If that’s popping up for you right now, you just want to think about, did they have a lot of that in their history? If so, they probably need some support for their good gut bacteria and probably digestion. So looking at the eating environment, have you tried any apple cider vinegar gummies? If they can tolerate them, maybe the ACV capsules, whatever kind of works for you, and then are you getting enough, like, sodium in their diet, potassium rich foods? Do they have any deficiencies like zinc? Typically, when inflammation is present, zinc is lower because we’re using that to respond to the inflammation and the immune reaction in the body. So that’s why I’m always like, red meat is very important for everyone, but especially people that have zinc deficiencies, including kids. Can they tolerate fermented foods? BecAUse that could be a great one to support good bactEria, you could potentially do a probiotic depending on the child’s needs. Probiotics are so, I mean, they’re tricky. I would say, like, for everyone adults, I think sport based probiotics can be great. The research is, as far as I know, and this is something I have dug into quite a bit because of my daughter’s issues, is spore based probiotics in kids? There’s not a ton out there. Megaspore does make a chewable probiotic for kids.

Amanda Montalvo [00:48:14]:

I would say probably just open up the capsule of a regular megaspore and use that so that they’re getting more benefit because the gummy version is, I don’t know how potent it would be, but it’s better than nothing. But again, that might not be a good fit for every child. So I don’t have a general probiotic recommendation. MY DaugHter probably wouldn’t do well WitH that. Certain babies, it’s like, what bacteria do they probably need more of? It’s really hard to know. So I would say, like, foods first would be great. Ideally, if you are breastfeeding, there’s research that shows that kissing your baby on the mouth and everything, you can get exposed to whatever bacteria they have going on and that can help change the breakdown of your milk and benefit their immune system more. So that can be really helpful.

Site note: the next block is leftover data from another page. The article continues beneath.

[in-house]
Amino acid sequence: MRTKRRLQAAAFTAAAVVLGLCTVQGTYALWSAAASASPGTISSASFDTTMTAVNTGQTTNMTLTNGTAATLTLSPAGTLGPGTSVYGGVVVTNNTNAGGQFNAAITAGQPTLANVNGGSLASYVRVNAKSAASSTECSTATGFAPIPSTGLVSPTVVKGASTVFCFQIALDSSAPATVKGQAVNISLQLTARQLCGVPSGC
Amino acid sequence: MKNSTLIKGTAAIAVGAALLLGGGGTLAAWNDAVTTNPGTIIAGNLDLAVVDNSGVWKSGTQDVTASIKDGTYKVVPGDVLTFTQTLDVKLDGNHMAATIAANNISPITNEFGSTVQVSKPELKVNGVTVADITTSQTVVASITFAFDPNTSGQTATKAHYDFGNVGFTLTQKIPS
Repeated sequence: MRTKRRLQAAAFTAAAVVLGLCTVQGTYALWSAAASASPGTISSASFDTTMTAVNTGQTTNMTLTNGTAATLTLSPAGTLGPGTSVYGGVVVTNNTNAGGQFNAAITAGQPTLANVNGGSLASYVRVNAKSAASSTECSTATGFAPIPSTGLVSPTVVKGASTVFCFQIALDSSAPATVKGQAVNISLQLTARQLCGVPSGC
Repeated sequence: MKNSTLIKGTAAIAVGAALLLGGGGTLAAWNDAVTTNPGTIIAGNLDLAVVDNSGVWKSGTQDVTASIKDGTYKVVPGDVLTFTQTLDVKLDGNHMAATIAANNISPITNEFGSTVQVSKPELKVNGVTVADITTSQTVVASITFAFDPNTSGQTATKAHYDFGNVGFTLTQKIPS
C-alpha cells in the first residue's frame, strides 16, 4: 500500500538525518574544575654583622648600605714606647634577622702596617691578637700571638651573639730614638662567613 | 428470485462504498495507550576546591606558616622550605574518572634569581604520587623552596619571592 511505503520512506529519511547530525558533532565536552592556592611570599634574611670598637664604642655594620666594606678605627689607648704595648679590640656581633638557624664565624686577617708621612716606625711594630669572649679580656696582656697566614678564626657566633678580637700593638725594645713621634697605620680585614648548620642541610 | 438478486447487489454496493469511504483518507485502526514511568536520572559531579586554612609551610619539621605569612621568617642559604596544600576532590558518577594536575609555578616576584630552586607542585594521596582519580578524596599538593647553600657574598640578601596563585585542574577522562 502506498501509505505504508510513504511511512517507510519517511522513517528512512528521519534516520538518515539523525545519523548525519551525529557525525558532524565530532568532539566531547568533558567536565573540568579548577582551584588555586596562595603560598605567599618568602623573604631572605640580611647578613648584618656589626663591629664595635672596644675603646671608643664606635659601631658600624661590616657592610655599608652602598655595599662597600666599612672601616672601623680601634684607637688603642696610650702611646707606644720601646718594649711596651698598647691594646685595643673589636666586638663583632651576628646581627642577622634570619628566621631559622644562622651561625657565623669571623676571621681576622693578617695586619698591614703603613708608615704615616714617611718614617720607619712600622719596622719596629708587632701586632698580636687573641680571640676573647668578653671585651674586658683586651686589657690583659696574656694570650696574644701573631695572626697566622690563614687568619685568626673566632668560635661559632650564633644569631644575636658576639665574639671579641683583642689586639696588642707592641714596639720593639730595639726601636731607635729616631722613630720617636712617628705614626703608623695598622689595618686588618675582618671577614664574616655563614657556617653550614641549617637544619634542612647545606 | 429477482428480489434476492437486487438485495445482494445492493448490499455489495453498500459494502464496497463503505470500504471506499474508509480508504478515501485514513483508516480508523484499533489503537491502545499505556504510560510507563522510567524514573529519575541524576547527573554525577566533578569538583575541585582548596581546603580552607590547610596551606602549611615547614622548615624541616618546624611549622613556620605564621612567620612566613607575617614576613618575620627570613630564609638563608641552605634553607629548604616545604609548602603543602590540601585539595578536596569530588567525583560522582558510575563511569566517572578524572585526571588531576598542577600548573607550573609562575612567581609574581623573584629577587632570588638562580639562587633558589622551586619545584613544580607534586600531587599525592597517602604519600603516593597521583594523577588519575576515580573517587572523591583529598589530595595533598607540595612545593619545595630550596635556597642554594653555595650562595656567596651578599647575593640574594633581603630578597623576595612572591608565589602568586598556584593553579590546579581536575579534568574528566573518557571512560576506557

Amanda Montalvo [00:49:10]:

And then minerals that I’d want to focus on. If my child was dairy intolerant, definitely zinc, sodium, potassium, I’d want to make sure they’re getting enough vitamin A because that’s going to be hugely important for the immune system for sure. And so I’d definitely, probably consider some beef liver and then my main focus would be digestion for sure. But Other foods that can be Helpful, like the gUmmies, they have gElatin. That could be a VerY nourishing food. If they can tolerate bone broth, they’re not getting any histamine reactions, any gut issues. That’s another really great food. There are certain bacteria that if they are overgrown, the Proteus species, that if you have a lot of collagen bone broth, it has a lot of proline in it.

Amanda Montalvo [00:49:54]:

It’s an amino acid. It can make that overgrowth worse. So I don’t overdo that with my daughter because she did a stool test, she has a lot of that specific bacteria. And while it may go away on its own, ideally, I don’t want to make it worse. So I only do gummies. I don’t do like a ton of bone broth or anything. So again, we don’t have to overdo foods. Maybe they don’t even have bone broth every day.

Amanda Montalvo [00:50:21]:

Maybe they have a gummy one day, bone broth another day. If they don’t like bone broth, then don’t force it. But those are the things that I would definitely consider if there is like a dairy intolerance issue. And then I did get a question about fermented foods and if that’s a better option for probiotics and stuff. And I feel like I kind of answered that one already, but I would say fermented foods be my number one, because if your kid can tolerate them, because if you try to do a specific probiotic and they don’t have a good reaction, one, that can be stressful for them and you. And then two, it’s like they’re going to get the prebiotics in the food, too. They’re easy to eat. It’s great for their palate.

Amanda Montalvo [00:51:04]: